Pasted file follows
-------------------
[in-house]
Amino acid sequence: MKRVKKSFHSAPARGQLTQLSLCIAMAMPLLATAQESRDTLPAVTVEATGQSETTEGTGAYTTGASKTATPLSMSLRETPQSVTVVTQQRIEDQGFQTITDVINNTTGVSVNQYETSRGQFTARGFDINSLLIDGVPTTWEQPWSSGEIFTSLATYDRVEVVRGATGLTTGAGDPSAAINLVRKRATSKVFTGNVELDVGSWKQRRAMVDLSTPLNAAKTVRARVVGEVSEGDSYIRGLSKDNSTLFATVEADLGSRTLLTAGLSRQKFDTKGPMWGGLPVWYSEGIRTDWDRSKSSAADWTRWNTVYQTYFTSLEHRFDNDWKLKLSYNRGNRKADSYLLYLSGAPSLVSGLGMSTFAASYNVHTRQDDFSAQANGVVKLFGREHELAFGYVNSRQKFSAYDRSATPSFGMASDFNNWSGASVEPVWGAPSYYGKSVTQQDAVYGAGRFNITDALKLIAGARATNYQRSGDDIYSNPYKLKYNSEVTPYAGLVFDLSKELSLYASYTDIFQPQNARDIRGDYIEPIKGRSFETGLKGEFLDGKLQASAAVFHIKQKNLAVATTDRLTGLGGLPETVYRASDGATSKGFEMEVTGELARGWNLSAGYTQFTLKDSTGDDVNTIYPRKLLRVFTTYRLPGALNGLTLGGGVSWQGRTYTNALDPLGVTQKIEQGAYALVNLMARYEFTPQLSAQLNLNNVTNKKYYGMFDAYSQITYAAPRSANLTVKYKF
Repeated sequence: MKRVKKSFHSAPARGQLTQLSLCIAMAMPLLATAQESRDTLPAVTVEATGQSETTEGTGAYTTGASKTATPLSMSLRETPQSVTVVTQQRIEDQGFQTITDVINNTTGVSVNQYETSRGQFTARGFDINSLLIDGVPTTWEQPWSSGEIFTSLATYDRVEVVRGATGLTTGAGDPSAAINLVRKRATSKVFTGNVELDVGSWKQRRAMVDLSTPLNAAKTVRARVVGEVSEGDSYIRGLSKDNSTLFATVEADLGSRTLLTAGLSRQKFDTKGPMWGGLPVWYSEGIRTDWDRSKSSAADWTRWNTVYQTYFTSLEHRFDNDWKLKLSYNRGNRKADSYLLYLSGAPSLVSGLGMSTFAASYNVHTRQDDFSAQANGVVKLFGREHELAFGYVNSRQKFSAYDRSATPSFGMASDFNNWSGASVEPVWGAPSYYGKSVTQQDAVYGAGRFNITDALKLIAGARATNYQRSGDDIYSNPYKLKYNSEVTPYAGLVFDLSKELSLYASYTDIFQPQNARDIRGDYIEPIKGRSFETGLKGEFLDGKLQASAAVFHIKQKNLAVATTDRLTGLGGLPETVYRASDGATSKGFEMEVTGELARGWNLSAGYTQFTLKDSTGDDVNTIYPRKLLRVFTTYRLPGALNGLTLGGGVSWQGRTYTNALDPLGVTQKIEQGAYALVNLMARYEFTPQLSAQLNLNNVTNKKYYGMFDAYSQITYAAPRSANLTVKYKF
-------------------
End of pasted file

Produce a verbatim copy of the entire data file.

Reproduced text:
[in-house]
Amino acid sequence: MKRVKKSFHSAPARGQLTQLSLCIAMAMPLLATAQESRDTLPAVTVEATGQSETTEGTGAYTTGASKTATPLSMSLRETPQSVTVVTQQRIEDQGFQTITDVINNTTGVSVNQYETSRGQFTARGFDINSLLIDGVPTTWEQPWSSGEIFTSLATYDRVEVVRGATGLTTGAGDPSAAINLVRKRATSKVFTGNVELDVGSWKQRRAMVDLSTPLNAAKTVRARVVGEVSEGDSYIRGLSKDNSTLFATVEADLGSRTLLTAGLSRQKFDTKGPMWGGLPVWYSEGIRTDWDRSKSSAADWTRWNTVYQTYFTSLEHRFDNDWKLKLSYNRGNRKADSYLLYLSGAPSLVSGLGMSTFAASYNVHTRQDDFSAQANGVVKLFGREHELAFGYVNSRQKFSAYDRSATPSFGMASDFNNWSGASVEPVWGAPSYYGKSVTQQDAVYGAGRFNITDALKLIAGARATNYQRSGDDIYSNPYKLKYNSEVTPYAGLVFDLSKELSLYASYTDIFQPQNARDIRGDYIEPIKGRSFETGLKGEFLDGKLQASAAVFHIKQKNLAVATTDRLTGLGGLPETVYRASDGATSKGFEMEVTGELARGWNLSAGYTQFTLKDSTGDDVNTIYPRKLLRVFTTYRLPGALNGLTLGGGVSWQGRTYTNALDPLGVTQKIEQGAYALVNLMARYEFTPQLSAQLNLNNVTNKKYYGMFDAYSQITYAAPRSANLTVKYKF
Repeated sequence: MKRVKKSFHSAPARGQLTQLSLCIAMAMPLLATAQESRDTLPAVTVEATGQSETTEGTGAYTTGASKTATPLSMSLRETPQSVTVVTQQRIEDQGFQTITDVINNTTGVSVNQYETSRGQFTARGFDINSLLIDGVPTTWEQPWSSGEIFTSLATYDRVEVVRGATGLTTGAGDPSAAINLVRKRATSKVFTGNVELDVGSWKQRRAMVDLSTPLNAAKTVRARVVGEVSEGDSYIRGLSKDNSTLFATVEADLGSRTLLTAGLSRQKFDTKGPMWGGLPVWYSEGIRTDWDRSKSSAADWTRWNTVYQTYFTSLEHRFDNDWKLKLSYNRGNRKADSYLLYLSGAPSLVSGLGMSTFAASYNVHTRQDDFSAQANGVVKLFGREHELAFGYVNSRQKFSAYDRSATPSFGMASDFNNWSGASVEPVWGAPSYYGKSVTQQDAVYGAGRFNITDALKLIAGARATNYQRSGDDIYSNPYKLKYNSEVTPYAGLVFDLSKELSLYASYTDIFQPQNARDIRGDYIEPIKGRSFETGLKGEFLDGKLQASAAVFHIKQKNLAVATTDRLTGLGGLPETVYRASDGATSKGFEMEVTGELARGWNLSAGYTQFTLKDSTGDDVNTIYPRKLLRVFTTYRLPGALNGLTLGGGVSWQGRTYTNALDPLGVTQKIEQGAYALVNLMARYEFTPQLSAQLNLNNVTNKKYYGMFDAYSQITYAAPRSANLTVKYKF